Some of the main bearing pairs are flanged, to integrate the function of a thrust washer and arrest the longitudinal movement of the crankshaft.

BUSHINGS

These are used in many locations, such as camshaft bushings, rocker lever bushings, connecting rod small end bushings etc. The material grade is selected depending on whether the range of motion is oscillating (for example, in rocker arm levers) or sliding (e.g. camshafts, con rods).

LEADING MANUFACTURER OF CONNECTING ROD SMALL END BUSHES IN INDIA

THRUST WASHERS

In heavy duty engines where none of the main bearings have an integrated flange, thrust washers are used to stabilize longitudinal motion of the camshaft.

BEARING MATERIAL STRIPS

Bearings and bushings are made by first overlaying the bearing material on a steel back. This strip is then cut and bent into shape as per size requirements. Many of our customers source these high-quality and cost effective strips from us with the bearing material overlay and then cut the strips as per requirements in their facilities to serve their customers with minimum lead time.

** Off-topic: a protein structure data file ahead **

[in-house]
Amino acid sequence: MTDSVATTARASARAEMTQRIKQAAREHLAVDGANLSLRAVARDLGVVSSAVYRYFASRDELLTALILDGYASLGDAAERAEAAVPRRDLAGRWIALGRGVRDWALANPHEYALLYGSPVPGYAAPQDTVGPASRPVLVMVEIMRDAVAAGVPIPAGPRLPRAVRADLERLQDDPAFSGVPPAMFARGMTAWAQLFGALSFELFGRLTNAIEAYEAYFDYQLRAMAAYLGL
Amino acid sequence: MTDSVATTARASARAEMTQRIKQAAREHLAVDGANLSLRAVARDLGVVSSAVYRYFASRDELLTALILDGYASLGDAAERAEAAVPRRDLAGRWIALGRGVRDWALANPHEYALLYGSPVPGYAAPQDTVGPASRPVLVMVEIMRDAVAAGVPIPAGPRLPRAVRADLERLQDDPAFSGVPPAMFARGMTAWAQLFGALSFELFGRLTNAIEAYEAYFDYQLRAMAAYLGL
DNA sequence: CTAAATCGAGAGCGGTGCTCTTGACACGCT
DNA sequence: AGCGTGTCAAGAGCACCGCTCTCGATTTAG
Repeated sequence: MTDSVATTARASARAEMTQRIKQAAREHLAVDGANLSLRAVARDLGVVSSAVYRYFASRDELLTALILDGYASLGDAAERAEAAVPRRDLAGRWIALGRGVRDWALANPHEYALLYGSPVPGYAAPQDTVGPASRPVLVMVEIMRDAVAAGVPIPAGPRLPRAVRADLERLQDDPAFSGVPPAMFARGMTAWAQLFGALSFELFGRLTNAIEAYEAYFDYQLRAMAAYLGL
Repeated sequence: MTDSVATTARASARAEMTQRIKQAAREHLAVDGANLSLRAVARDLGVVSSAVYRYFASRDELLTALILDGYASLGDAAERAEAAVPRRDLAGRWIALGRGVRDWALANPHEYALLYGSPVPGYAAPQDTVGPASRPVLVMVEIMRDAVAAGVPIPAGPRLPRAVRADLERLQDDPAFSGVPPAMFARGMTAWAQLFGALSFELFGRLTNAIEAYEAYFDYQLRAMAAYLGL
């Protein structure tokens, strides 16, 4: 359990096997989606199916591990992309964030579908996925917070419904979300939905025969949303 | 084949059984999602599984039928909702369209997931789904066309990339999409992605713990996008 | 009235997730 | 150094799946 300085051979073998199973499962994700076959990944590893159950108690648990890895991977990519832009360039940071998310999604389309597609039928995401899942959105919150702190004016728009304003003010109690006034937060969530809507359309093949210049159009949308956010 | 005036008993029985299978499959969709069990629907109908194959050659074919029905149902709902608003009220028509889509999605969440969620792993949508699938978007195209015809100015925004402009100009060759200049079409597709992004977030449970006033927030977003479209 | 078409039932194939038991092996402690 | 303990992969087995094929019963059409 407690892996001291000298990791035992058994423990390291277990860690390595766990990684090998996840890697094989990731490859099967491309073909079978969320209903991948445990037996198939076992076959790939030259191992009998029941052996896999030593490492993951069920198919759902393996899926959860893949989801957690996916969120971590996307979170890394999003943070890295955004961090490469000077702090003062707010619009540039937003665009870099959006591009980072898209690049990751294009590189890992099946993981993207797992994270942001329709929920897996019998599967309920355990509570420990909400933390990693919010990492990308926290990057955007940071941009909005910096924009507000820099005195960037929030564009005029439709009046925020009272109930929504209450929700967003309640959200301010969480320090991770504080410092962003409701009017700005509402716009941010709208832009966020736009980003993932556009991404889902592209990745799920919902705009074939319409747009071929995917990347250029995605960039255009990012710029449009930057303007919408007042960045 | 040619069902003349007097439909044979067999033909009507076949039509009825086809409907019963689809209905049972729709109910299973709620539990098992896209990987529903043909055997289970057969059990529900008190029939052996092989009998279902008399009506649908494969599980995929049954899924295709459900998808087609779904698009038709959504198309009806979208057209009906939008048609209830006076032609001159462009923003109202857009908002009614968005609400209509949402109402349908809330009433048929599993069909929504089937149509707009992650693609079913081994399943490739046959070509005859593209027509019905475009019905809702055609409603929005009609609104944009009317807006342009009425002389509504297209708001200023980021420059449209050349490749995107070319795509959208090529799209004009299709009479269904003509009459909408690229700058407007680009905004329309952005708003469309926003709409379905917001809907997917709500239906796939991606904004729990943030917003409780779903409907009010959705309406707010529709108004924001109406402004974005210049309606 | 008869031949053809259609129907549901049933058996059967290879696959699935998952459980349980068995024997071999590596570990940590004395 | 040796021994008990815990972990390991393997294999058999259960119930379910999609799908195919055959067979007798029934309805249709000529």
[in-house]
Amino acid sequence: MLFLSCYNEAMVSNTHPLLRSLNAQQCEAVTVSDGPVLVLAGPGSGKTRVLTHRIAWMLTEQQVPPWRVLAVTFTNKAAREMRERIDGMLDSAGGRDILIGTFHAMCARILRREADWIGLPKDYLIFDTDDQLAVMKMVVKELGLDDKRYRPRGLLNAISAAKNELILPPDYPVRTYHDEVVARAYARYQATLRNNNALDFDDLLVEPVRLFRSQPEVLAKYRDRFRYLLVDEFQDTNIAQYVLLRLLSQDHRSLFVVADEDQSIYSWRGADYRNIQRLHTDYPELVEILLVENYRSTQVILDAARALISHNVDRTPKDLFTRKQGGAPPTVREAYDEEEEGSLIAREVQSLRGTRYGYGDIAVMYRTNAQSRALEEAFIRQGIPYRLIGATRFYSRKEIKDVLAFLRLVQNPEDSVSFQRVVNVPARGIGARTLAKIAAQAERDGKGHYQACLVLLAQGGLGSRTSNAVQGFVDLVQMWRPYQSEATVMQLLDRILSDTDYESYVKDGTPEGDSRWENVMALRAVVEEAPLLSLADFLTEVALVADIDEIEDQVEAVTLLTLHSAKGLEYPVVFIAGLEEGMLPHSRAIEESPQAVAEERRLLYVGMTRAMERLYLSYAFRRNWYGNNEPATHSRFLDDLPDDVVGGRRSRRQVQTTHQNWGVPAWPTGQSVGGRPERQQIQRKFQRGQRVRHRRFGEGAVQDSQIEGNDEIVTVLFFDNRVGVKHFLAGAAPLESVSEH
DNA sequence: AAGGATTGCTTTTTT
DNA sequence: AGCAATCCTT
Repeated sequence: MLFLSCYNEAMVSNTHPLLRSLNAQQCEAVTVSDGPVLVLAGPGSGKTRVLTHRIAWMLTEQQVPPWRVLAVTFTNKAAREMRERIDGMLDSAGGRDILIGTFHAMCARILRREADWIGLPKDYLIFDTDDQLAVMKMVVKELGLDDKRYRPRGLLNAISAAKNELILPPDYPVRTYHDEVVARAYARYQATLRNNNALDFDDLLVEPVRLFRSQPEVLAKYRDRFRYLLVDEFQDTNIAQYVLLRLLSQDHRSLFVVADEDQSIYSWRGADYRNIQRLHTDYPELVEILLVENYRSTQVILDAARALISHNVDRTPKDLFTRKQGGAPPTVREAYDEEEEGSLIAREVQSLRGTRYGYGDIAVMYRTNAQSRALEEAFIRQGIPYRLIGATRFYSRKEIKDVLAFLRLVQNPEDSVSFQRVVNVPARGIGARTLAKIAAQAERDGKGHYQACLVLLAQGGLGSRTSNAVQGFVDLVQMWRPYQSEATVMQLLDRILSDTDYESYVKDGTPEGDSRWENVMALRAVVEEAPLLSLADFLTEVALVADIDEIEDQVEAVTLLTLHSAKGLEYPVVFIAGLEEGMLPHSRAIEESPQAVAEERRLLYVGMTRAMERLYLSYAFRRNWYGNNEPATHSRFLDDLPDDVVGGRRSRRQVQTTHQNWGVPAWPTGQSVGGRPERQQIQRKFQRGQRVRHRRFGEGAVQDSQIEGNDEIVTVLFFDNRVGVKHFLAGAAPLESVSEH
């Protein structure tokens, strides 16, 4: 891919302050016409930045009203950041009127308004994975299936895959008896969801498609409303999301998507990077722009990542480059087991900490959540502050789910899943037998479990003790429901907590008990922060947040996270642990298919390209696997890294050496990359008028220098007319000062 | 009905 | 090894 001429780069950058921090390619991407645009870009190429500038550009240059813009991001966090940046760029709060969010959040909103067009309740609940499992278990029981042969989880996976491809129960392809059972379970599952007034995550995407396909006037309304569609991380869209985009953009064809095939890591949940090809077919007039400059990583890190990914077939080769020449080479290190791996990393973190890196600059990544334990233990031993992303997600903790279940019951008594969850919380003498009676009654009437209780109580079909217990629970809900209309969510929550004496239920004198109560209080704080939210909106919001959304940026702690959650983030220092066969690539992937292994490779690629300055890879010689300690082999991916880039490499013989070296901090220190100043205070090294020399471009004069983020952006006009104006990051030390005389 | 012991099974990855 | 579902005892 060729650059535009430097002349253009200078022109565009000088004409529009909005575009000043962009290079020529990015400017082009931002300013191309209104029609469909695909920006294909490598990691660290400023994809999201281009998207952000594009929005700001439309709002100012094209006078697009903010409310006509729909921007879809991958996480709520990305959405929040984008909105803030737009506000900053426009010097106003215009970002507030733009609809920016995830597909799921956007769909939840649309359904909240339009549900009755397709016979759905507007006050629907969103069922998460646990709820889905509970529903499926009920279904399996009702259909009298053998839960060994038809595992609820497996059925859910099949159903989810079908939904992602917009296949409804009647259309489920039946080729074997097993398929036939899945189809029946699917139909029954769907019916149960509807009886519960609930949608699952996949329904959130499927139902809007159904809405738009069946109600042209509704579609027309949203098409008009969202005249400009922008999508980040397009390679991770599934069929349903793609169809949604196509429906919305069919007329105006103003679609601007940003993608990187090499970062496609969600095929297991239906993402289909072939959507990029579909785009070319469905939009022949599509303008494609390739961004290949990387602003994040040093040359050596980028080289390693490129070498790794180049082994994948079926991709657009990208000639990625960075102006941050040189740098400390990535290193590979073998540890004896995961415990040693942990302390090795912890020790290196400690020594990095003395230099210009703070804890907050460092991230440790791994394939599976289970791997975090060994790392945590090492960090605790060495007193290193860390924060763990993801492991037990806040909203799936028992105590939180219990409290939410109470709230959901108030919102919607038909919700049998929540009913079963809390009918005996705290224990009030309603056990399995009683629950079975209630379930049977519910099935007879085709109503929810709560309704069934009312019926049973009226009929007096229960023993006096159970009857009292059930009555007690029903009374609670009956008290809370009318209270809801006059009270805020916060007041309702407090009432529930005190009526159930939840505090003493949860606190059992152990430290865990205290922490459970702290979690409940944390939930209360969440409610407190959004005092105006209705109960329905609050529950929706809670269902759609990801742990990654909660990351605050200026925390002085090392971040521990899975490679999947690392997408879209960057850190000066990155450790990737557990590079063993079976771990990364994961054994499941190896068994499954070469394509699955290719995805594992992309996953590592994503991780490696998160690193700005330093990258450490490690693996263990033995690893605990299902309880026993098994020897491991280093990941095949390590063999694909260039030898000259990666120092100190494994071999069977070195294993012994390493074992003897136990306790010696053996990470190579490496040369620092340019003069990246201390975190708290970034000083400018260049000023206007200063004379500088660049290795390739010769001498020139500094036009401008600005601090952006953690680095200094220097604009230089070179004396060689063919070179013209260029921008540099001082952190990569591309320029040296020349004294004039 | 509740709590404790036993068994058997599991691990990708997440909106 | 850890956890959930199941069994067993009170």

MATERIAL

SOLID BEARINGS

In industrial engines or in passenger cars with slow running camshafts, solid bearings made of hard bronze (CuPb15Sn7) or AlSn6 prove to be the most cost effective. They do not have any steel backing shell.

LEAD BASED WHITE METAL BABBIT

ELEMENT SAE 14
PbSb15Sn10
SAE 15
PbSb15SnAs
Silicon (%) - -
Nickel (%) 0.05-0.15 -
Iron (%) - -
Aluminum (%) - -
Copper (%)
(%) 0.80-1.20 0.60 MAX
Tin (%) 8.00-10.00 0.90-1.25
Antimony (%) 13.00-15.00 14.50-15.50
Arsenic (%) 0.40-0.70 0.80-1.20
Lead (%) BAL BAL
(%)

TIN BASED WHITE METAL BABBIT

ELEMENT SAE 12
SnSb8Cu4
Silicon (%) -
Nickel (%) -
Iron (%) -